Zero-hours contracts are the pantomime villains of today’s flexible/insecure labour market. Abolition of 'abusive' zero-hours contracts is at, or near, the top of every union wish list seemingly irrespective of the problem said wish list aims to tackle.
Furthermore, voters seem to think the same way. According to a sample of the adult population surveyed by YouGov in March, 64% thought “zero-hours contracts are normally a bad thing – they don’t provide any security and allow employers to exploit their workers” and 57% thought they should be abolished with just 21% disagreeing. Although, it’s interesting to note that opinion wasn’t so clear-cut among 18-24 year-olds, who are most likely to actually be employed on a zero-hours contract.
CIPD has always taken a more measured approach towards these contracts, recognising that they can work well for both parties. We think the latest evidence – which we are currently putting together – continues to support our more pragmatic position.
Zero-hours contracts aren’t a growing problem
Despite predictions to the contrary, numbers on zero-hours contracts haven’t really taken off in the last few years. If anything, the last few months have seen numbers fall. Our latest survey of employers, carried out as part of the Spring Labour Market Outlook, showed that less than one-fifth of employers used these contracts - mainly in the hospitality sector, and mainly for roles such as bar staff and waiters/waitresses - to cope with staff absences and peaks and troughs in demand. As a result, about 3% of employees are employed on zero-hours contracts. Such contracts may now have become part of the furniture, but they occupy small and distinct niches in the labour market.
Zero-hours contracts aren’t all bad
The debate too often focuses on the extremes. Whereas the reality is more mixed; they work well for some people and not so well for others. Zero-hours contracts probably work best for people like students – after all, one-fifth of working students have a zero-hours contract. And they probably work worst for those with fixed, regular out-goings, which is probably why they are so rare among 25-54 year olds.
The overall quality of jobs for people on zero hours arrangements is on most measures lower than for other workers, as shown in the chart below, which uses data from our Good Work Index.
Good Work Index for zero-hours contract workers 2018-2021
Unsurprisingly, the average zero-hours contract suffers in terms of job security, and these contracts tend to offer less than other jobs in terms of pay and other benefits and in career opportunities. However, zero-hours jobs score higher on work-life balance and marginally so on health and wellbeingThis is because most zero-hours jobs tend to involve part-time hours and because zero-hours jobs “spill over” less into the rest of employees’ lives, the result being less workload pressure and less stress. There seems to be a trade-off here. If zero-hours contracts mean people aren’t paid unless they do work, zero-hours contracts also mean unpaid hours are less likely to be “polluted” by work-related concerns.
Arguably, zero-hours contracts aren’t the problem
Criticism of zero-hours contracts tends to focus on the uncertainty over hours worked (and hence pay) that they involve. And zero-hours workers are more likely to say their weekly hours tend to vary than other employees. However, zero-hours workers are only a fraction of those with insecure hours and pay. Indeed, seven-eighths of employees who say their pay tends to vary do not have a zero-hours contract. The majority of these insecure workers are in permanent, open-ended employment.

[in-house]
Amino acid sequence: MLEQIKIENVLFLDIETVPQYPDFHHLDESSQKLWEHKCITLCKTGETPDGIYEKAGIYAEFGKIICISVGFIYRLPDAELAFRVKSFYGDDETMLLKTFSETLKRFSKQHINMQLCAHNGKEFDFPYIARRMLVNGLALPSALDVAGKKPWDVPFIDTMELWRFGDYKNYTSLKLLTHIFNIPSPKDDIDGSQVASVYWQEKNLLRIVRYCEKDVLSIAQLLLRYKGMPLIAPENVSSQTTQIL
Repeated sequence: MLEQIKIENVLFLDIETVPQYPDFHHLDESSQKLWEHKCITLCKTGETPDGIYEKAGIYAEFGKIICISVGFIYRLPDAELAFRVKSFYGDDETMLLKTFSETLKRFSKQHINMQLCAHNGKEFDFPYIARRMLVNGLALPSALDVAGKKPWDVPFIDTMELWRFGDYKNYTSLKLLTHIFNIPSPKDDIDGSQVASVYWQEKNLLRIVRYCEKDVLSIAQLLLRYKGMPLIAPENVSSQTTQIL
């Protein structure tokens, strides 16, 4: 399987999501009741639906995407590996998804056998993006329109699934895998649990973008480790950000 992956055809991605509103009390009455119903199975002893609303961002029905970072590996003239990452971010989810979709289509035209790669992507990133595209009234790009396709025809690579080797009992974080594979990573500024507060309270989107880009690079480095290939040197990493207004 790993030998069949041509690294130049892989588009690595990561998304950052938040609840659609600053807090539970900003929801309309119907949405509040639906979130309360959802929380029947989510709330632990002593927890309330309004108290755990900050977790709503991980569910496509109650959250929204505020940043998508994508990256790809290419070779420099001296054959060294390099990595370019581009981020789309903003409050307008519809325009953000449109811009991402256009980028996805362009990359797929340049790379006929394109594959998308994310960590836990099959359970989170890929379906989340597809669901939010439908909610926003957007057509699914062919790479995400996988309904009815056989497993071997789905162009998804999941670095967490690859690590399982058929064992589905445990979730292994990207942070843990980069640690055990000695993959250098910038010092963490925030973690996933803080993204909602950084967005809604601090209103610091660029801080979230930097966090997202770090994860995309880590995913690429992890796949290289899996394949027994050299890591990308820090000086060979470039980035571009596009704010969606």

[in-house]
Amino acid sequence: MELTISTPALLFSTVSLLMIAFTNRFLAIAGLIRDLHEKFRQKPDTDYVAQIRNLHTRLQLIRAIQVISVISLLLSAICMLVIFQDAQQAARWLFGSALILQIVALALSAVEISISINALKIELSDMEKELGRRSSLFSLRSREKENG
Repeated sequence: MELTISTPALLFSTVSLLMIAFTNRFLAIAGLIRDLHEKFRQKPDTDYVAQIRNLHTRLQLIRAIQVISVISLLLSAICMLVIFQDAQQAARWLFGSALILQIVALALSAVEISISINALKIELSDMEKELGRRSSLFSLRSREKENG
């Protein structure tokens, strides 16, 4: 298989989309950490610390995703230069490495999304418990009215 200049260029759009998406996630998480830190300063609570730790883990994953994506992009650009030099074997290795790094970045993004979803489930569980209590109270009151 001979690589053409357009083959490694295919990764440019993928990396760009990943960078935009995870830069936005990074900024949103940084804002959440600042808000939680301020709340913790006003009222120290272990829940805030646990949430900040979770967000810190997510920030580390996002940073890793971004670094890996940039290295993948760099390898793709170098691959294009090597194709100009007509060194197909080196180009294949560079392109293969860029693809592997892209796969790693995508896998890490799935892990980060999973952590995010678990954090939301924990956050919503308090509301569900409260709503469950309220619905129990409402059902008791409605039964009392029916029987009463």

And it’s not as if zero-hours contracts aren’t regulated
As well as the zero-hours specific ban on exclusivity clauses, people with zero-hours contracts are covered by standard employment law. Three-quarters (76%) of employers who use zero-hour contracts say they treat them as employees, even if demonstrating continuity of service can be an issue. Few use them to try and cut labour costs.
That’s not to say everything is perfect…
A minority of employers who use these contracts seem to misuse the give-and-take inherent in them – something the Taylor review called “one-sided flexibility”.
For example, 76% of employers said their zero-hours contracts allowed employees to turn down work if they wanted. However, only 57% said they were free to turn work down in practice. Our survey also highlighted similar (longstanding) issues around notification of shifts and compensation for shifts cancelled at short notice.
What about legislation?
The Government had set out in its December 2019 Queen’s Speech a commitment to legislate in a new Employment Bill to provide employees who work variable hours (including both those on zero-hours contracts and agency workers) the right to request a more predictable and stable contract. As recently as June this year it reinforced its commitment to the measures set out in its Employment bill although the timing of this remains uncertain.
This change to the law would be supported by the CIPD as it would reinforce to more employers that the flexibility in variable hours working arrangements should wherever possible suit both the organisation and individual.
CIPD’s view is that it is in employers’ interest to use these contracts responsibly and ensure there is genuine two-way flexibility. Our guidance on employing atypical workers provides some pointers, such as regular reviews of both employment status and the suitability of specific contracts.
A North of England summary of the CIPD Good Work Index 2023 survey report
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